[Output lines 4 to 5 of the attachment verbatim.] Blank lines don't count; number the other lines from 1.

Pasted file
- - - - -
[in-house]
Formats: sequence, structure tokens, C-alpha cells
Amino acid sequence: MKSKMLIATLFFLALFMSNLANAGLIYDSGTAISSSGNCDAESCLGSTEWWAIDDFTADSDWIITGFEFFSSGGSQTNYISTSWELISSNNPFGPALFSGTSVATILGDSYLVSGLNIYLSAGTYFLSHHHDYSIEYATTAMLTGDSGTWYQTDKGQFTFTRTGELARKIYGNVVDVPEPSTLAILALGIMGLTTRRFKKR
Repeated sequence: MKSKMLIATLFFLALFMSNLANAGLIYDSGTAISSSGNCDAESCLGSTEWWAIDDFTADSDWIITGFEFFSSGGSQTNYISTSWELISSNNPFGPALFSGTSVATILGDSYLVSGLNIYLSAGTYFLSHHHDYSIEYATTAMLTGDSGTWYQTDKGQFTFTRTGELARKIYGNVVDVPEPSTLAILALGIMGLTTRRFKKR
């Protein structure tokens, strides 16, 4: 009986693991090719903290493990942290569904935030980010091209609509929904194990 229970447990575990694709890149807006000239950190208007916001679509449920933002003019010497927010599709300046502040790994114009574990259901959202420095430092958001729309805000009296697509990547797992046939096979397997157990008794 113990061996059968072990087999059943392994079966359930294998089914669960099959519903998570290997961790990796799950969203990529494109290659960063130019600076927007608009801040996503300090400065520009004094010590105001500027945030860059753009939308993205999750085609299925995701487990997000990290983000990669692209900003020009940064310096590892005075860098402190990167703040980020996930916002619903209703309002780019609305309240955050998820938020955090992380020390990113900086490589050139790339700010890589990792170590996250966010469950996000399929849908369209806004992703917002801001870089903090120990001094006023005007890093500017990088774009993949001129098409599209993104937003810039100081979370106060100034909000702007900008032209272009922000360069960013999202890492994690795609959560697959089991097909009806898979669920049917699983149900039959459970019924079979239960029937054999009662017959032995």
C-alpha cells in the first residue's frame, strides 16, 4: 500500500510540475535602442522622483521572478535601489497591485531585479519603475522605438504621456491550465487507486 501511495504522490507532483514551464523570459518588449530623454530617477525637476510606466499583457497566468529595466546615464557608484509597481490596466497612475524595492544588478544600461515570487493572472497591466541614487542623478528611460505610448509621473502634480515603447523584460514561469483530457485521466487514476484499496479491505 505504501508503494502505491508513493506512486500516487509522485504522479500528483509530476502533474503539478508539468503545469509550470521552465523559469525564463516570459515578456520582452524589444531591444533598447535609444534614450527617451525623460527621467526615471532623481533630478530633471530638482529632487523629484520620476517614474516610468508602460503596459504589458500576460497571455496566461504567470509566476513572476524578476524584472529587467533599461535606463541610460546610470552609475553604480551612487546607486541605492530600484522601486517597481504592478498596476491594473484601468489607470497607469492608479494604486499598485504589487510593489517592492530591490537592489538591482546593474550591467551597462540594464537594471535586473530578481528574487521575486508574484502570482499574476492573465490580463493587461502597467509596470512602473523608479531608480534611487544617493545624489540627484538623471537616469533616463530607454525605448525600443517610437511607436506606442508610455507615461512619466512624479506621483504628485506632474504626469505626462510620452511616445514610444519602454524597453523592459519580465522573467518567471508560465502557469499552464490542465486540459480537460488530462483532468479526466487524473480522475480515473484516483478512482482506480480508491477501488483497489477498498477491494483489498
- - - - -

Repeated sequence: MKSKMLIATLFFLALFMSNLANAGLIYDSGTAISSSGNCDAESCLGSTEWWAIDDFTADSDWIITGFEFFSSGGSQTNYISTSWELISSNNPFGPALFSGTSVATILGDSYLVSGLNIYLSAGTYFLSHHHDYSIEYATTAMLTGDSGTWYQTDKGQFTFTRTGELARKIYGNVVDVPEPSTLAILALGIMGLTTRRFKKR
């Protein structure tokens, strides 16, 4: 009986693991090719903290493990942290569904935030980010091209609509929904194990 229970447990575990694709890149807006000239950190208007916001679509449920933002003019010497927010599709300046502040790994114009574990259901959202420095430092958001729309805000009296697509990547797992046939096979397997157990008794 113990061996059968072990087999059943392994079966359930294998089914669960099959519903998570290997961790990796799950969203990529494109290659960063130019600076927007608009801040996503300090400065520009004094010590105001500027945030860059753009939308993205999750085609299925995701487990997000990290983000990669692209900003020009940064310096590892005075860098402190990167703040980020996930916002619903209703309002780019609305309240955050998820938020955090992380020390990113900086490589050139790339700010890589990792170590996250966010469950996000399929849908369209806004992703917002801001870089903090120990001094006023005007890093500017990088774009993949001129098409599209993104937003810039100081979370106060100034909000702007900008032209272009922000360069960013999202890492994690795609959560697959089991097909009806898979669920049917699983149900039959459970019924079979239960029937054999009662017959032995």